The Rum Runner Club, is etched into Birmingham’s musical heritage, not only because Duran Duran, one of the most successful bands in the world started their amazing journey there. But because it was a magnificent escape for a lost generation suddenly finding something spectacular and other worldly on their door-step. A cultural zeitgeist for teenagers in a drab, dreary, 1980’s broken Britain, finding excitement, intrigue, rebellion and extravagance.

The Rum Runner nurtured the New Romantic movement and it reigned supreme for over nine-years bringing the glamour the glitz, decadence and of the most famous night club in the world, Studio 54 in New York.

The Rum Runner, owned and managed by the Berrow Brothers, Paul and Michael had the vision to bring something new and intriguing to Birmingham. The likes of what no one had ever seen before – or since and 1978 saw the birth of the Rum Runner Club as we all remember it.

Before the new Romantic movement, Punk ruled the current youth rebellion. But once the New Romantic scene was established it quickly attracted, not just punks, but a wide demographic of young people hungry for something very different, a subculture with its roots in disco where positivity, celebration, acceptance, togetherness, fashion and fun were the only things that mattered.

It soon became known as the cult with no name, and as the word spread, people travelled from all over the country to indulge in a hedonistic Saturday night full of fun, frills and spills.

Musical legends such as Black Sabbath, Boy George, Roy Wood, UB40 and Dexy’s Midnight Runners, Steve Strange, Midgure, Marc Almond and the Beat frequented one of the coolest scene’s in the country as Duran Duran became the Rum Runner’s house band and the rest – as we all know is history.

So, it is only right that after 40-years on the 16th of December 2022 Birmingham Civic Society honoured the site of the Rum Runner club with an iconic blue plaque. Celebrating its musical and cultural heritage and its iconic status in a city that has produced some of the biggest bands on the planet, such as Black Sabbath, Judas Priest and ELO.

Duran Duran, the Rum Runners most famous band started their amazing journey there in 1978 after bringing in a demo tape to the club and were offered a rehearsal space by the Berrow brothers and as the Rum Runner’s house band as well as working in the Rum Runner. Nick Rhodes, as DJ, John Taylor, as doorman, Roger Taylor as a glass collector and Andy Taylor as a chef.  Within two years Duran Duran released the single Planet Earth, their breakthrough record, seeing them play Madison Square Gardens in New York to 20,000 fans just four-years later.

Sadly, in 1987 the Rum Runner club was demolished, but the site of the Rum Runner is where the momentous occasion of unveiling the blue plaque happened in a room full of dedicated Duran fans, regular Rum Runner clubbers, Paul Berrow, his family, friends, DJ’s musicians, Rum Runner staff and a generation of Rum Runner club goers. As well as the clubbers who were too young to go to the Rum Runner at the time. But desperately wish they had been part of the legacy and experienced the Rum Runner first hand and listening intently to the colourful stories and amazing encounters.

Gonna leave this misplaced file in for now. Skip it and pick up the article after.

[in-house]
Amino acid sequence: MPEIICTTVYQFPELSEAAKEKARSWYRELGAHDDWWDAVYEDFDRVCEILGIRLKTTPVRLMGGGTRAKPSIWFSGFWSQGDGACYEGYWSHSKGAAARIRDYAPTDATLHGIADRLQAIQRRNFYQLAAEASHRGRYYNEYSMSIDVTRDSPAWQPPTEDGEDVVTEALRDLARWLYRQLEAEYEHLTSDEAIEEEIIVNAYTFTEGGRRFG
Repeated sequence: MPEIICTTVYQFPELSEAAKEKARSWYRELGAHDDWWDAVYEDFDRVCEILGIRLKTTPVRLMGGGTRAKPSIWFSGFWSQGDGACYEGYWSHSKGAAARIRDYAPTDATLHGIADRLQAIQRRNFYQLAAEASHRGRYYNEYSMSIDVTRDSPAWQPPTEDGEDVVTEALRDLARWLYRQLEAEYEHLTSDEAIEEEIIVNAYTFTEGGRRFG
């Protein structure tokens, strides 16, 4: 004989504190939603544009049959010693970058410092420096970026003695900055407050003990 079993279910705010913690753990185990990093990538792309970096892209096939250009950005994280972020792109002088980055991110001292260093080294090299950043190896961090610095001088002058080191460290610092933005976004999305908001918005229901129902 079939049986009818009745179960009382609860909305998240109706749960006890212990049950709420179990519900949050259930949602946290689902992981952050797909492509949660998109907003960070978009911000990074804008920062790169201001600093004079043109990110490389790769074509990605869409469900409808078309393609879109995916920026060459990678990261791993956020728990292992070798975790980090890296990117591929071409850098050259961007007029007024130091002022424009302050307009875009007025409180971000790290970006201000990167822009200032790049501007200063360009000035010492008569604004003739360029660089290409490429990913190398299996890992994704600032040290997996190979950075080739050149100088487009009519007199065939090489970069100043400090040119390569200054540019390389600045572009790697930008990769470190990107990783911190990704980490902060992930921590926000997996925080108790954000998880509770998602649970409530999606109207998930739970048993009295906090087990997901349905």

Neil remembers the first time he went to the Rum Runner, ‘I knew nothing about the club, my friend dragged me along, I went and never looked back, it was amazing. It was 1980, and I saw Duran Duran play there. At the time Birmingham was dark and dinghy and just concrete and tower blocks. I came to the Rum Runner and it was jaw dropping, people with wild hairstyles, boys with make up on. I went to the club to see Duran Duran half a dozen time, secretly putting eyeliner on and sneaking out the house before my parents saw me.’

Lucy, was just 13 when she fell in love with Duran Duran, itching to understand first-hand the stories of the Rum Runner, but never old enough to go. She says: ‘Before the Rum Runner was demolished I visited the site pressing my hand against the walls of the club, regretting never being able to experience the joy in there, but feeling joyful at what it stood for.

Sean Williams, one of the DJ’s at the Rum Runner, remembers those days with absolute joy, ‘It was out of this world and I’m so glad I was part of it. I worked there from 1979 to 1983.  ‘I remember one night setting up my DJ gear and while I was waiting I did a bit of dancing as  I am a Jazz dancer. There was a guy cleaning the mirrors and will I was doing silhouette and spins the guy turns to me and says, “will you show me how to do that.” It was Simon Le Bon! I did show him and what a cool laid back guy he was. A genuine person and all about the music, it was always all about the music.’

Andrew Perry, a Rum Runner Super fan says, ‘I’m here because I truly believe the Rum Runner club was the best club in the world. I have so many fond memories of the club. I was 17, when I first went the Rum Runner and became a regular so I had to be here today. Nobody had seen anything like it in Birmingham before. It was truly incredible. I was a bit reserved so I didn’t dress up like most of the clubbers, partly because I was too shy and partly,’ he smiles,’ because I didn’t want to get beaten up on the bus getting to the Rum Runner!’

Sharon says: I used to come to the Rum Runner club regularly and I loved it. I use to wear my black leotard and a velvet cape with sequins. I could wear anything in the club, I felt safe there, it was almost like a private member’s club. All the stars went and I was so lucky to have been part of the scene.’

Izzy, Paul Burrows wife of five years says: ‘Paul has been so excited about the blue plaque unveiling and of course he had to be here. It was a huge part of his life. He gave all his energy to the club and wanted to make it the best club it could be. He often tells me about the club and they are fantastic stories. The blue plaque is recognition of all the hard work that he put into it.’